The Lady Gaga Approach to Education

blue bottles

I tell of it here: how Lady Gaga influenced my spiritual practice for the upcoming year.

It has something to do with the surprising complexity of her music. (Frankly, I never paid attention to her, until she broke Amazon.)

What struck me about the Lady? Her influences. You can listen to her music and hear an over-the-top, rather naughty lyricist, or you can listen and hear the past: Rock, Classical, even Spirituals. She's paid attention to details. She may play the counter-cultural naughty girl, but she's got creative roots. And they're what make her music so fascinating. (Even if you don't catch it at first, because all you see is black leather and bleach.)

It occurred to me today that I take the Lady's approach to home education. I have taken my girls to the past and around the world, whether it's through history, architecture, food, science, or literature. They've developed roots through a complex array of details and experiences.

There was a time that this approach to education made me nervous. What if they missed something important that could be provided in a pre-packaged curriculum? What if all our uncharted reading and looking and touching and eating and listening wasn't enough?

By now, it is too late to be nervous. The core of their education has been provided. They are 12 and 14.

But I look at their writing. I listen to their improv music. I hear their opinions. And I realize it is okay. They have what they need to be creative, interesting people in this world. And, if all goes well, they won't break much. (Unless it's Amazon for a day. That would be all right with me. :)

Blue Bottles photo, taken at one of our favorite places: Kitchawan Farm.

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Do You Think Book Selling is Headed Towards Monopoly?


When I was a little girl, I loved playing Monopoly with my sister. Collecting those green houses and the cards with purple or yellow strips at the top. I loved getting my $200 when I passed "Go." And I loved the little metal playing pieces, especially the dog.

The point of the game was, of course, to win.

In the world of book selling, I wonder if there's a game of Monopoly going on. And I wonder, is there going to be one clear winner in the end?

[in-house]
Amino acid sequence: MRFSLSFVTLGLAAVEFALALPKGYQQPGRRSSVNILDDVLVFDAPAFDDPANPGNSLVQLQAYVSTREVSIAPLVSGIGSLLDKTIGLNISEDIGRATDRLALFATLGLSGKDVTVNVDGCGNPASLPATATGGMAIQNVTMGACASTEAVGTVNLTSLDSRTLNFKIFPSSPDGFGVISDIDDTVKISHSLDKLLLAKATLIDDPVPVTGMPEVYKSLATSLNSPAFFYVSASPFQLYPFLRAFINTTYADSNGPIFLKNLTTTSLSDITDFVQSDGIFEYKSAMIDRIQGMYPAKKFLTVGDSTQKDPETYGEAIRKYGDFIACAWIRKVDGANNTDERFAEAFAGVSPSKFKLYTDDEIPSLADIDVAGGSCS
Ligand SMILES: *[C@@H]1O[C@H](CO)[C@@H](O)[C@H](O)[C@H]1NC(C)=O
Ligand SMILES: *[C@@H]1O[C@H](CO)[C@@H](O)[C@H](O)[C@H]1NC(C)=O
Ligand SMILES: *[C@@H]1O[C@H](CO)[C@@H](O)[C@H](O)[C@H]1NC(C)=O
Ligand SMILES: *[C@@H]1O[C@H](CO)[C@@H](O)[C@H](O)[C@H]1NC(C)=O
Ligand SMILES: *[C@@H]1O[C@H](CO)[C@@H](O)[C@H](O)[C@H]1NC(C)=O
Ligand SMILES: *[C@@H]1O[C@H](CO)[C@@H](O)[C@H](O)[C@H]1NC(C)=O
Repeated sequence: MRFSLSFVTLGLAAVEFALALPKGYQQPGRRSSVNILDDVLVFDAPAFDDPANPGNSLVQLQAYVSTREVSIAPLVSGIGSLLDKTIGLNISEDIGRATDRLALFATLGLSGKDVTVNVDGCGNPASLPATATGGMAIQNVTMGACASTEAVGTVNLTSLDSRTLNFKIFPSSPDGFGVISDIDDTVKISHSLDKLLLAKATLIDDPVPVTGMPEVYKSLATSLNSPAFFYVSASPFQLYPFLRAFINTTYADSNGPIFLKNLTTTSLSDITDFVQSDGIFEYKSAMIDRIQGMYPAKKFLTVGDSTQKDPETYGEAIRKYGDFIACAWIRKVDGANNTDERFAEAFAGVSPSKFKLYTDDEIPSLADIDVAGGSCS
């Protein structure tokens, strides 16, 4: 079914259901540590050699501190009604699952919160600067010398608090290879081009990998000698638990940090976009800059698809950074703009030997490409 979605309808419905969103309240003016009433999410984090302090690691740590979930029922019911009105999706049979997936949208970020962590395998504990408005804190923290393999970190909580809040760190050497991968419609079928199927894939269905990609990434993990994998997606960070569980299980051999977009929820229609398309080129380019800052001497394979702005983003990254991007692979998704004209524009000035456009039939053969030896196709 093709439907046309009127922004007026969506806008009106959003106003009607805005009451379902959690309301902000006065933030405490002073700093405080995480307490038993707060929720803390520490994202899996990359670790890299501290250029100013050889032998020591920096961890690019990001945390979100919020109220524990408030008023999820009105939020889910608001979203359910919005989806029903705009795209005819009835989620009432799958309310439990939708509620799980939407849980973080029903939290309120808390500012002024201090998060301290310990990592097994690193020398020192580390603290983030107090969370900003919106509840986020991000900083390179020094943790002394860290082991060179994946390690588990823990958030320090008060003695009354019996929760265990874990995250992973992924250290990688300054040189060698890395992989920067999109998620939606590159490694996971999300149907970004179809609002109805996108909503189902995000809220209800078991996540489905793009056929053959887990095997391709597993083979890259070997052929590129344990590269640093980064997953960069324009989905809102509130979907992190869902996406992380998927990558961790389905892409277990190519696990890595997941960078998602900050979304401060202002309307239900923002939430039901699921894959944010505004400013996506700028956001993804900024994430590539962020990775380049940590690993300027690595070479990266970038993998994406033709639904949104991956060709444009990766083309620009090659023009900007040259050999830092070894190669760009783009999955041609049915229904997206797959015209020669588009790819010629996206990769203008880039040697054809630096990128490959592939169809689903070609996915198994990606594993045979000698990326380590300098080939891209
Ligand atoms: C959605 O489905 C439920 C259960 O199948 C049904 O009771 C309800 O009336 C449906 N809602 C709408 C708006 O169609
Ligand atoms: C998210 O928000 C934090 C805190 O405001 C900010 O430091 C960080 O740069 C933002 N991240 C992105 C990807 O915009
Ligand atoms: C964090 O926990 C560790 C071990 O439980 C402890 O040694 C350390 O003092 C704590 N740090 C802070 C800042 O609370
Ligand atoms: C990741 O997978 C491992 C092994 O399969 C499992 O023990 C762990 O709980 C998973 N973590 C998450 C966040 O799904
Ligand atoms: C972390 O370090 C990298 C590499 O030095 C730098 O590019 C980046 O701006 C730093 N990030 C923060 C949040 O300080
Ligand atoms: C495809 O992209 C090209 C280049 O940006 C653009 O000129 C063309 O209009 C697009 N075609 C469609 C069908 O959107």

I've been having this conversation with various book sellers and book promoters like Hearts and Minds, Eighth Day Books, Elliott Bay, and Englewood Review of Books. I will continue to have the conversation with them as the months go on, particularly as part of my work with The High Calling, where we're interested in the idea of keeping the game open to multiple players, rather than having The Win go to one major book seller like, say, Amazon.

We are interested in this because good business usually needs multiple players. There is something inherently unsettling about a monopoly. We are interested in this because we like the humanity and passion we see behind businesses that really are "more than a bookstore," as Hearts and Minds claims.

Right now, I don't have any grand ideas about how to make this a better game, but I'm playing around with things like IndieBound. Today, I am also showing Elliott Bay how I can make a widget that will send people to their store, so to speak.

My page on IndieBound also showcases the other booksellers I'm in contact with, see?

Indie Bound

We'll be continuing this conversation at The High Calling and behind the scenes. But I wonder...

• what do you think about the book selling landscape right now?
• do you think it's okay to have a monopoly?
• if you don't think it's okay to have a monopoly, what tempts you to promote One Big Winner over others? (I have my reasons, but I'd love to hear yours.)

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How Do We Learn Words?

Delicate Machinery Cover

Today I've been writing about words. Just in a tucked-away place. Out on the back porch, with a cup of Red Velvet tea.

I've been writing about my girls, and all the words we've shared for so long. This makes me happy. It is taking me to worlds where purple moths and fireflies teach me how delicate and beautiful and sometimes amusing life can be.

Because I have been writing in a tucked-away place, I feel a little guilty for how I've been ignoring my blogs. (You noticed, didn't you? :)

Yet sometimes we need to shift spaces, write alone, away. Or we need to read, and read, and read.

I have been reading The Art of the Sonnet. I cannot really write sonnets, but I like reading about poets who can. I have also been reading the new title from T. S. Poetry Press, Delicate Machinery Suspended, by Anne M. Doe Overstreet.

Anne has learned words. Carried words. She speaks of the purple arils of pomegranates, the sensible heels of a grandmother, the daughter "hung from the morning like a pearl pendant." She speaks of the dark that "draws down to cover our tracks, to divide us/from what we have just done."

I learn words from words like that. I carry them and share them with my girls. We kick off our sandals and lean closer to one another.

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